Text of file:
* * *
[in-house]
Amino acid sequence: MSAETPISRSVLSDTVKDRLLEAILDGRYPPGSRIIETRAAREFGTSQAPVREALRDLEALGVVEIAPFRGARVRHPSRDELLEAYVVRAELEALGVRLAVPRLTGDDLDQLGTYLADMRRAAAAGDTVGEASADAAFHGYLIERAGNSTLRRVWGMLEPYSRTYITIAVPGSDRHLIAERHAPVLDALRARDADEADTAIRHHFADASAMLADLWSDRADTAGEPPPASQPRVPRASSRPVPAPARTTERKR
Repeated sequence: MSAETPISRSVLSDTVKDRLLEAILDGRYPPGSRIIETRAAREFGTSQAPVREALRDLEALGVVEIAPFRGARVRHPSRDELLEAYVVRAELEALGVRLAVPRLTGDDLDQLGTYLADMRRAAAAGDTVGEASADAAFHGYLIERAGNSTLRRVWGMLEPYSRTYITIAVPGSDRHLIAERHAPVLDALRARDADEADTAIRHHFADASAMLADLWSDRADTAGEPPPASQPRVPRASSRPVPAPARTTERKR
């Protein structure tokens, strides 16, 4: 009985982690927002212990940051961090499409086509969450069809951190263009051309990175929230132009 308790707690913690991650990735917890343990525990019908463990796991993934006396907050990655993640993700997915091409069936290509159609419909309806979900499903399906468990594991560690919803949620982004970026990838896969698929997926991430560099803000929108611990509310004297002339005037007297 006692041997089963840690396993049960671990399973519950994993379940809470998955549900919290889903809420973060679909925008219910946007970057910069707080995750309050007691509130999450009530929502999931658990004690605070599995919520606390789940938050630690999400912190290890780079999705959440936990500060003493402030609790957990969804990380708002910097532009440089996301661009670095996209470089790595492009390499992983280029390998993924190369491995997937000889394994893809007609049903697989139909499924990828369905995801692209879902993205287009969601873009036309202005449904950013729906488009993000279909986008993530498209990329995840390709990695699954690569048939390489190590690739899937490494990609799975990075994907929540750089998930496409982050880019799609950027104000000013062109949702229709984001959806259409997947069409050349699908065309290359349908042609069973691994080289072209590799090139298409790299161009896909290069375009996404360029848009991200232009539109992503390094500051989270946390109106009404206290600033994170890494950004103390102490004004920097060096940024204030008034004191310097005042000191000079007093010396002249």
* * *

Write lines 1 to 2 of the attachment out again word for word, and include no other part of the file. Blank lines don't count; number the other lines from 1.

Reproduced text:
[in-house]
Amino acid sequence: MSAETPISRSVLSDTVKDRLLEAILDGRYPPGSRIIETRAAREFGTSQAPVREALRDLEALGVVEIAPFRGARVRHPSRDELLEAYVVRAELEALGVRLAVPRLTGDDLDQLGTYLADMRRAAAAGDTVGEASADAAFHGYLIERAGNSTLRRVWGMLEPYSRTYITIAVPGSDRHLIAERHAPVLDALRARDADEADTAIRHHFADASAMLADLWSDRADTAGEPPPASQPRVPRASSRPVPAPARTTERKR